Average Review: 3 (3.3)

Classroom Activities and Outcomes Survey

Supplemental Information:

  • Classroom_Activities_and_Outcomes_Survey_part_3.doc (64.5 KB) download

Assessment Type:

self-assessment

Scale:

likert

Publication Date:

Oct 11, 1997

Respondent:

480 undergraduate students

Domain(s) Evaluated:

Engagement, Attitude

Sample items:

This section asks about the progress you believe you've made in a variety of areas as a result of taking this course. Using the scale below, please circle the number that best reflects how much progress you've made in each area.

1=None 2=Slight 3=Moderage 4=A Great Deal

Progress made, because of this course, in your:
a. Understanding of what engineers "do" in industry or as faculty members 1 2 3 4
b. Understanding of engineering as a field that often involves non-technical considerations (e.g., economic, political, ethical, and/or social issues). 1 2 3 4

Reliability:

.87-.93 for each subscale

Validity:

established

Frequency:

rarely

Administration time:

0 minutes

Requires a Computer:

No

Requires Internet Access:

No

Primary reference:

Terenzini, P.T., Cabrera, A.F., Colbeck, C.L., Parente, J.M., & Bjorklund, S.A. (2001). Collaborative Learning vs. Lecture/Discussion: Students’ Reported Learning Gains. Journal of Engineering Education, 90(1), pp.123–130.

Comments:

The survey was originally developed by Patrick T. Terenzini,Carol L. Colbeck, Alberto F. Cabrera at the Center for the Study of Higher Education at Pennsylvania State University. The measure was developed as part of the evaluation of the Engineering Coalition of Schools for Excellence in Education and Leadership (ECSEL Coalition).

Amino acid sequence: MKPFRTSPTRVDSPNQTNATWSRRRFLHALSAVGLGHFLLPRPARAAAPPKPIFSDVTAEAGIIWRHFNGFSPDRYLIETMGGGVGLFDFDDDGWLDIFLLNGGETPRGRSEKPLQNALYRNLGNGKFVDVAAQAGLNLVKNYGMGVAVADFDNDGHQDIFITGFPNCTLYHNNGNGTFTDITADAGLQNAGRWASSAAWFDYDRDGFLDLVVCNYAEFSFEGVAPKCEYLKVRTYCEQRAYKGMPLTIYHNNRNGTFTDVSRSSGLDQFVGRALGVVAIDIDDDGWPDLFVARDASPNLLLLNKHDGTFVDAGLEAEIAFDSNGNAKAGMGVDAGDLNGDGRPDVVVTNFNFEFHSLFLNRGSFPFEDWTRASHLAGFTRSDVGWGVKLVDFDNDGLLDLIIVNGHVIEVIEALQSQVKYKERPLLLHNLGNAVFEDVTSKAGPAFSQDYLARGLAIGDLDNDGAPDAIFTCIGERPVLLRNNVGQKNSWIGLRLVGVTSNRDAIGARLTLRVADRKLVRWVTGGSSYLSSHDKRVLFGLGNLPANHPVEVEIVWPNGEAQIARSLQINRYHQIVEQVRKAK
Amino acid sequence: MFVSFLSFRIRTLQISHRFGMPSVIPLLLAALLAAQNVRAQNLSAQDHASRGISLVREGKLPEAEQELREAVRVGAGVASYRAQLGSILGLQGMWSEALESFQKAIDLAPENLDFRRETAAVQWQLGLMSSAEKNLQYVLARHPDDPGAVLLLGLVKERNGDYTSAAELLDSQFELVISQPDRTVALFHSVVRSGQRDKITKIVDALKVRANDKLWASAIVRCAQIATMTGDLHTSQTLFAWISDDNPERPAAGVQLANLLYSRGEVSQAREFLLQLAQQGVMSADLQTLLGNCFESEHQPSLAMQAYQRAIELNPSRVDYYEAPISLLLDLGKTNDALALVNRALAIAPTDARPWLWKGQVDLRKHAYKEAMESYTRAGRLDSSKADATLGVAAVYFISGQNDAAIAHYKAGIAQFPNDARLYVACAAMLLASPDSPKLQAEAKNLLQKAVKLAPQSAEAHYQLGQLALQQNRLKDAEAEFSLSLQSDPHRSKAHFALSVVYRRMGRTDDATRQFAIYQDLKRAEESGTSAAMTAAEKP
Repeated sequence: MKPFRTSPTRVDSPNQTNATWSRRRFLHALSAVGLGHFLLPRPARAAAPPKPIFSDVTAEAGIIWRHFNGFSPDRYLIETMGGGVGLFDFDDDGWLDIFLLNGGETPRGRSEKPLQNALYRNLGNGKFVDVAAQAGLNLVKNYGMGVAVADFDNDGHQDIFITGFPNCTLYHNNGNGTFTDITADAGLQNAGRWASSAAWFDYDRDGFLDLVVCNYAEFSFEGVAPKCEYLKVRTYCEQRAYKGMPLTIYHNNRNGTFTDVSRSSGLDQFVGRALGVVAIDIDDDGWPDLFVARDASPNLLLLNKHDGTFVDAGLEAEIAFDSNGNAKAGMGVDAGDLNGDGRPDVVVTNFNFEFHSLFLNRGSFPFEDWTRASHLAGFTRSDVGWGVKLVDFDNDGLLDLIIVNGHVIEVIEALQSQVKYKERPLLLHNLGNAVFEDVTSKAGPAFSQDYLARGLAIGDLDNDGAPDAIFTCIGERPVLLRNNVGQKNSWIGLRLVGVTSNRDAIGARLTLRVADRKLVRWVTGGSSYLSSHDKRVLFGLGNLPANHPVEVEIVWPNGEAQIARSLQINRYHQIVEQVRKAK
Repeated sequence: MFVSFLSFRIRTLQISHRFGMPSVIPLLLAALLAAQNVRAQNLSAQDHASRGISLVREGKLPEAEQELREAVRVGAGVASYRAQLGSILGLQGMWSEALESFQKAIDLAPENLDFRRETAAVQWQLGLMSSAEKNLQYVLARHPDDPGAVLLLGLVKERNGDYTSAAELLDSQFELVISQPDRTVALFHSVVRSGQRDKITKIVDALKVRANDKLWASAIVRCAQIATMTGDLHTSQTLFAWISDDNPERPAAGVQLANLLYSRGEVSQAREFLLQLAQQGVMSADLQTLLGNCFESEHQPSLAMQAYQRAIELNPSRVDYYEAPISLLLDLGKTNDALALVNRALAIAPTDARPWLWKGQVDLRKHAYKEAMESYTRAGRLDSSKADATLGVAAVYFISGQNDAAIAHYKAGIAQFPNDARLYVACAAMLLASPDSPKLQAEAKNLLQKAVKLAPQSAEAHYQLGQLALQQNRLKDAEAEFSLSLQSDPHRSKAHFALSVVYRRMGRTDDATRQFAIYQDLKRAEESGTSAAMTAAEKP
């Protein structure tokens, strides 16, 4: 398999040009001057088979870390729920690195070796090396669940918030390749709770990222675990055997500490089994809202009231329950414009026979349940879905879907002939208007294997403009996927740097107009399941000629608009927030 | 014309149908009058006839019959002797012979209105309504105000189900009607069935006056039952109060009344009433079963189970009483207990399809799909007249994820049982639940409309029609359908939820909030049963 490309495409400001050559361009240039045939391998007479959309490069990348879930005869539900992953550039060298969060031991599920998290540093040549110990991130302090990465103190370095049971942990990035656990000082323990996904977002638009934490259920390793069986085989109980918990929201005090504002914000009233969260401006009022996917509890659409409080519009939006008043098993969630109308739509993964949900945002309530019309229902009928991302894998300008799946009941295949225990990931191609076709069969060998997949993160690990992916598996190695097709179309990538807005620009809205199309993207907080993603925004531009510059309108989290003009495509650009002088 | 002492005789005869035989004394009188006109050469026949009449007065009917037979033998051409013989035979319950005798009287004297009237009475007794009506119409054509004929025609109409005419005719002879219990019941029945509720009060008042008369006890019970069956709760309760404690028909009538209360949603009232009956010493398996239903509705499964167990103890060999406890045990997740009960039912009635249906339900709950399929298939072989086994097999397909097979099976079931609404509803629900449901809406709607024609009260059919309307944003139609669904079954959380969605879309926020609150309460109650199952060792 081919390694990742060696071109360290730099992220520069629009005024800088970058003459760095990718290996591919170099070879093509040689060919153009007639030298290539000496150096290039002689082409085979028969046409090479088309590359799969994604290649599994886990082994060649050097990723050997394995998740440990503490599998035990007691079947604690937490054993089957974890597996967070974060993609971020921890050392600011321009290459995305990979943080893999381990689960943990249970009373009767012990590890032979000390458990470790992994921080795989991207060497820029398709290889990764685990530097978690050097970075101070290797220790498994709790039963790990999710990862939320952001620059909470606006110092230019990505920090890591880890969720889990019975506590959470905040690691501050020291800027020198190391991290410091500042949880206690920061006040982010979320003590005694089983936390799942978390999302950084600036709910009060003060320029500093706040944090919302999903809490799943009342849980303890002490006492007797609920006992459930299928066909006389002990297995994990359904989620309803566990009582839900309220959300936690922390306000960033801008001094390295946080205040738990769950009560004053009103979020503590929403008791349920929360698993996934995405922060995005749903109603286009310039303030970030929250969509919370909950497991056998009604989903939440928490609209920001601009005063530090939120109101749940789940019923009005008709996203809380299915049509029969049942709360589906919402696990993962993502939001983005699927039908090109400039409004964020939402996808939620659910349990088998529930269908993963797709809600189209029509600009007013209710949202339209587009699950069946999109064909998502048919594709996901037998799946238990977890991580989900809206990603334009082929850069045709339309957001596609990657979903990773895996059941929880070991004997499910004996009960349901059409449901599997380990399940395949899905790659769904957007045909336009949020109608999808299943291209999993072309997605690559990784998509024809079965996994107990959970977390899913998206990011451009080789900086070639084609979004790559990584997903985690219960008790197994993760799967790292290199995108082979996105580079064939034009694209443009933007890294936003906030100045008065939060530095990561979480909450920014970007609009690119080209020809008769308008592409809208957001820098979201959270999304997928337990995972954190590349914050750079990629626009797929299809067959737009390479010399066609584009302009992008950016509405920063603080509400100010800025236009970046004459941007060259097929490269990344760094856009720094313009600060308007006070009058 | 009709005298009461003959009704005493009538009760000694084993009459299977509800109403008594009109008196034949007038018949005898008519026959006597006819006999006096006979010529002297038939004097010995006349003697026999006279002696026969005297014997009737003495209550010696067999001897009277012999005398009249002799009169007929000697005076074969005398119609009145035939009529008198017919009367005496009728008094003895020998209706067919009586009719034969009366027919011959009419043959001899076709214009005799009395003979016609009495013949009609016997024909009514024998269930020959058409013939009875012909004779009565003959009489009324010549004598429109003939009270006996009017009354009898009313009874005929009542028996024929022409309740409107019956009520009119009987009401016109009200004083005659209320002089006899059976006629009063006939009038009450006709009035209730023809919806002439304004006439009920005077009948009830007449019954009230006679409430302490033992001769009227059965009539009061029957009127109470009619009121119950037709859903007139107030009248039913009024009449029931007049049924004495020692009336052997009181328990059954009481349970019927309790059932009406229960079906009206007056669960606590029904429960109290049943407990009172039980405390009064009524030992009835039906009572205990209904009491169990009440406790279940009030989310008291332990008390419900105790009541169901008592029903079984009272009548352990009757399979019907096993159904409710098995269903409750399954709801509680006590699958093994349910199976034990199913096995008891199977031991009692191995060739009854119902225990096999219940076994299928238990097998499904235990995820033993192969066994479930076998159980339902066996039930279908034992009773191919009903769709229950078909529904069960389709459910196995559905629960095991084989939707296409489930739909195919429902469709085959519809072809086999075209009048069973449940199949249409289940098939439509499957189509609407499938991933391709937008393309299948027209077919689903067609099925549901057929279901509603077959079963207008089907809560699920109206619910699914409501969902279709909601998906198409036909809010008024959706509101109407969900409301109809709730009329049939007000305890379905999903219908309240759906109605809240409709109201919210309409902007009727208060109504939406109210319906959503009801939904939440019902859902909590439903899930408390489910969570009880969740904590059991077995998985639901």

Part three of the four-part “Classroom Activities and Outcomes Survey” is featured here. Part three contains 24 questions that ask students to quantify the amount of progress they made in learning skills related to engineering or general scientific inquiry as a result of participating in a specific course or program.

With some alteration, this survey could be adapted for use outside of engineering specific courses or programs. It is also suitable for the adult population in general.

STEM Criteria

Science

Yes

Technology

No

Engineering

Yes

Math

No
Contact

Patrick T. Terenzini
Center for the Study of Higher Education at Pennsylvania State University
Email